The Fort Worth Report covered a fundraising event in support of B’nai B’rith’s Ukraine relief efforts coordinated by members of the Isadore Garsek Lodge in Fort Worth, Texas.
Fort Worth resident Alex Nason would never have fled the Soviet Union in 1980 without help from The Jewish Agency.
The agency, Nason explained in his proudly thick Moldovan accent, “is best known for fostering immigration of Jews to Israel — from all over the world.”
Nason, a member of Jewish organization B’nai B’rith International, and Fort Worth’s B’nai B’rith Lodge, hopes to give back the opportunities he’s received to Ukrainians who need it most. He helped organize a fundraising event scheduled for Feb. 19 to collect money to assist the organization that helped him four decades ago.
“Without them, I wouldn’t be here in America,” Nason said.
Almost a year ago, Russia invaded Ukraine and escalated the Russo-Ukrainian War to a point unseen before tensions began to rise in 2014.
Eight million Ukrainians were displaced within their country by June 2022. Eight million more fled the country by February 2023. While human rights abuses have been documented, B’nai B’rith’s Fort Worth chapter sees one group’s struggle as overlooked: Ukrainian Jews.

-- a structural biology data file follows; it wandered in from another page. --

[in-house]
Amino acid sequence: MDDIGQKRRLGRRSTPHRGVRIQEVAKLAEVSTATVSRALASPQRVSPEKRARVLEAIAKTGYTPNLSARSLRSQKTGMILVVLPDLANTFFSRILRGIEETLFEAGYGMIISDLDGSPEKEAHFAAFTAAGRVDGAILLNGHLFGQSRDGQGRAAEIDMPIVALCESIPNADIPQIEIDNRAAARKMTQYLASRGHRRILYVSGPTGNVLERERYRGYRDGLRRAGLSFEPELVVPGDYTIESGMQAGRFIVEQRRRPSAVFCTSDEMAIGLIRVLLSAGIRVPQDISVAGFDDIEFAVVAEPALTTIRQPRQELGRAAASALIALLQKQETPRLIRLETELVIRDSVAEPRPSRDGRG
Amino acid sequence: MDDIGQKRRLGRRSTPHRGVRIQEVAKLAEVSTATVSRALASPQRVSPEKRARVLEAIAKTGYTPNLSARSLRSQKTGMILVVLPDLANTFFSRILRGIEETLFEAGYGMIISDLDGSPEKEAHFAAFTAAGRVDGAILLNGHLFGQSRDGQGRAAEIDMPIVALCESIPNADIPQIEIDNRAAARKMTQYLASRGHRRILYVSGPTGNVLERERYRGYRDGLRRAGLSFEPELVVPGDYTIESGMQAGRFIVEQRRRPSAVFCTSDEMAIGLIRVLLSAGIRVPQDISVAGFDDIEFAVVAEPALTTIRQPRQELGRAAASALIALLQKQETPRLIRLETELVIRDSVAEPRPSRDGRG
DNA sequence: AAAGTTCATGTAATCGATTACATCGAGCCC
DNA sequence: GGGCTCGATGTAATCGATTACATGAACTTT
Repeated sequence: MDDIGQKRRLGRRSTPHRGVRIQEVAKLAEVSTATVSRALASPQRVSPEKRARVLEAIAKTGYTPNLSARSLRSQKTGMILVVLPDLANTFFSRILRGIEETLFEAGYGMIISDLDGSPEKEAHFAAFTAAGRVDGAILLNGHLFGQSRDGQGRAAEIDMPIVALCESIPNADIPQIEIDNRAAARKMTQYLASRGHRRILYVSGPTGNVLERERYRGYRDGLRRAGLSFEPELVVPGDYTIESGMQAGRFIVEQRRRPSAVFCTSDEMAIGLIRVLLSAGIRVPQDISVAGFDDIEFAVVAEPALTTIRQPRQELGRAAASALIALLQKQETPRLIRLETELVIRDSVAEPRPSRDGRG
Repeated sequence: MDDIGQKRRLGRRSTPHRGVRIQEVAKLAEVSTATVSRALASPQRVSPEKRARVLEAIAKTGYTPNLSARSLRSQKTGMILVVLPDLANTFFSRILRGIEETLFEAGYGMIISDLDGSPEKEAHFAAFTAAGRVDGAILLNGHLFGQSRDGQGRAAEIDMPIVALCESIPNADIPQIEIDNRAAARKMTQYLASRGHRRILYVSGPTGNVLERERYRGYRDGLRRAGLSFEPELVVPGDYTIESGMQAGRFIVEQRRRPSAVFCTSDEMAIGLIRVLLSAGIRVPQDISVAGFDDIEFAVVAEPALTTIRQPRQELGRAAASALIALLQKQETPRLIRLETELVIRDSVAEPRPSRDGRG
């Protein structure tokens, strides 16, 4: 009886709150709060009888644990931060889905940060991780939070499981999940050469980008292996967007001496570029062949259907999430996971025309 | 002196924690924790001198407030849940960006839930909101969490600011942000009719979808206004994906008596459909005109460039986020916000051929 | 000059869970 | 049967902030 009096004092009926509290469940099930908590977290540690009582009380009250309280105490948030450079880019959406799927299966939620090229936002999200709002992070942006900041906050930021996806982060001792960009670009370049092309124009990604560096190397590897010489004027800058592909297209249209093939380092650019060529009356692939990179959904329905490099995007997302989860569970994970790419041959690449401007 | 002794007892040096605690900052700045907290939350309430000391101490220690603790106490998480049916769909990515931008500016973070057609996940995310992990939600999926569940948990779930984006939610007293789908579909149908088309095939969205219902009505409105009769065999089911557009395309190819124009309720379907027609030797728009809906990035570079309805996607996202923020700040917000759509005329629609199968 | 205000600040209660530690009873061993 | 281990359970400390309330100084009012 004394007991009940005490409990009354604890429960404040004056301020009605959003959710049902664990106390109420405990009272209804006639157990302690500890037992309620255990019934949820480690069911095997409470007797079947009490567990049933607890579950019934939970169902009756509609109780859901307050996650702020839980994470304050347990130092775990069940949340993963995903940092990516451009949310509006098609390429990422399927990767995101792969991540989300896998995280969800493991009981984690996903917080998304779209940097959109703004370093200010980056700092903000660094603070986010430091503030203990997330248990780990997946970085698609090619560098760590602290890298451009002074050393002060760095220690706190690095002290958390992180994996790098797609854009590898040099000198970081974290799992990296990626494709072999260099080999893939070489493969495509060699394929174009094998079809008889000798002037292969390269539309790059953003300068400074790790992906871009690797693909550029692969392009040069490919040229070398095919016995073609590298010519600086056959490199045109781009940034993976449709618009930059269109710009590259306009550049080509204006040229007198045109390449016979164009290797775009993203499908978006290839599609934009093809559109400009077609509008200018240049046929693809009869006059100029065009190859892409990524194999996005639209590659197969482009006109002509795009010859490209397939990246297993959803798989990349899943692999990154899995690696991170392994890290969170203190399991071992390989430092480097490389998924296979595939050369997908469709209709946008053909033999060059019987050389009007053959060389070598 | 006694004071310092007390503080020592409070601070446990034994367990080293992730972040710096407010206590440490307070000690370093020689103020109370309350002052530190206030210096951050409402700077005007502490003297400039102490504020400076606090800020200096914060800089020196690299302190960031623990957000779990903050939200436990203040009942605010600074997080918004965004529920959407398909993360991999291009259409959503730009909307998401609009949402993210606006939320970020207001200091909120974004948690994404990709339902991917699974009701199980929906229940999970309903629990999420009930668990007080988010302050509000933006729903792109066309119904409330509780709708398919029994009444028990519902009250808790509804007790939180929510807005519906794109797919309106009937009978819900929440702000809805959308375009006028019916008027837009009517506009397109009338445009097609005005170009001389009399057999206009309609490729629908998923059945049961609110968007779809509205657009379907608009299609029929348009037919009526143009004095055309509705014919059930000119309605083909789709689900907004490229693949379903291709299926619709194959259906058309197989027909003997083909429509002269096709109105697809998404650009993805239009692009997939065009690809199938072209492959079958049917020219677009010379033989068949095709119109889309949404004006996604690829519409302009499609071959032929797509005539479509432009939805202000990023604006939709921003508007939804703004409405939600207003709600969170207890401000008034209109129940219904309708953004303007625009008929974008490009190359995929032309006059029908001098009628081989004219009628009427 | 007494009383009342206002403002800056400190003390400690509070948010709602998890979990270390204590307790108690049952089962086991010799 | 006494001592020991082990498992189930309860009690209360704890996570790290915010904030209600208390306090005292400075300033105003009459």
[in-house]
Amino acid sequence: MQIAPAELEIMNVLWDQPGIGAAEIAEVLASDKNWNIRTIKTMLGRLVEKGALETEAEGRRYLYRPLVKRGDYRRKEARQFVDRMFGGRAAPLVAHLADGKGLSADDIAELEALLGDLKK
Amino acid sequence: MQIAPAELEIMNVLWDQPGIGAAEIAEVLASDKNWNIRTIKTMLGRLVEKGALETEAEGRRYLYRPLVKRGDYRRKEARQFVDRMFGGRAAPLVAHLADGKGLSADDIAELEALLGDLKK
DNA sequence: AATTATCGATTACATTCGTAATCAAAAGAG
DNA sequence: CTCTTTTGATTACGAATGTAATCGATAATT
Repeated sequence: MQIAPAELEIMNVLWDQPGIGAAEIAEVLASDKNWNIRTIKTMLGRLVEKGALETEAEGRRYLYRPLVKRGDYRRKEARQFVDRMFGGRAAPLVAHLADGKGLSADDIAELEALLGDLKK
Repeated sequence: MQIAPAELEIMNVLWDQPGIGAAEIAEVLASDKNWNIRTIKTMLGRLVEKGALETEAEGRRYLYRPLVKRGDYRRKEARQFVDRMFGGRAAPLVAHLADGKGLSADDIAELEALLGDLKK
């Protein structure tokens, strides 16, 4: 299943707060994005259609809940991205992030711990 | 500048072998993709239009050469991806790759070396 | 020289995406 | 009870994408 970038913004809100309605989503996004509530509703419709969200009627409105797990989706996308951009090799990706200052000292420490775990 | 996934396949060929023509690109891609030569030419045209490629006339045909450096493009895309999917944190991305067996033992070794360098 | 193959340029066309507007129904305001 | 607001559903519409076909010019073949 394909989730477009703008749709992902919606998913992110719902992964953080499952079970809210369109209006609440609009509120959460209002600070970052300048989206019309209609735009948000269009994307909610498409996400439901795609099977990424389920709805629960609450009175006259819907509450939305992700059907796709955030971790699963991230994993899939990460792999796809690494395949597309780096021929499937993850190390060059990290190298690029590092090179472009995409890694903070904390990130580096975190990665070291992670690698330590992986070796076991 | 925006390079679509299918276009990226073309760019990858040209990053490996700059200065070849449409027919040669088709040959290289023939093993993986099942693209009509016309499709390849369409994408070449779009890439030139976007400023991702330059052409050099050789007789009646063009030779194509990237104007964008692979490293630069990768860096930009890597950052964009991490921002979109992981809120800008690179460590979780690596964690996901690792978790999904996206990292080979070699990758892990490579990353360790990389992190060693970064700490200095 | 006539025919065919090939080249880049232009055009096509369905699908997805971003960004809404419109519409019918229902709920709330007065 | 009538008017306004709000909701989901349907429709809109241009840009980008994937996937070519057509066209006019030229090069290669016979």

“It’s our responsibility to stand up for those who cannot stand up for themselves,” said Rich Hollander, president of the Fort Worth lodge.
The event will feature an authentic, homemade four-course Ukrainian meal that includes caviar, Ukrainian wine and vodka. Dallas-based musician Goga will perform. Profits from ticket sales will be donated to The Jewish Agency.
The cause hits close to home for Nason.
“My goal is to make a small dent by providing a sizable amount of money,” Nason said. “I would like to see The Jewish Agency turning around, and helping people, like they did us.”
The Jewish Agency helped Nason 43 years ago, 11 years before his homeland of Moldova split from the Soviet Union in 1991. Today, a more pressing issue concerns the geographic area.
“Since the war broke down…close to 60,000 [Jewish] people have been on the move because some lost houses, some lost hope,” Nason said.
Ukraine’s Jewish population is close to 140,000, a sliver of the country’s total population of 43.4 million. Looking for help elsewhere may be difficult, Nason said.
“Whatever we send, we hope will make quite a difference to some who lost their homes, lost their businesses — lost everything.”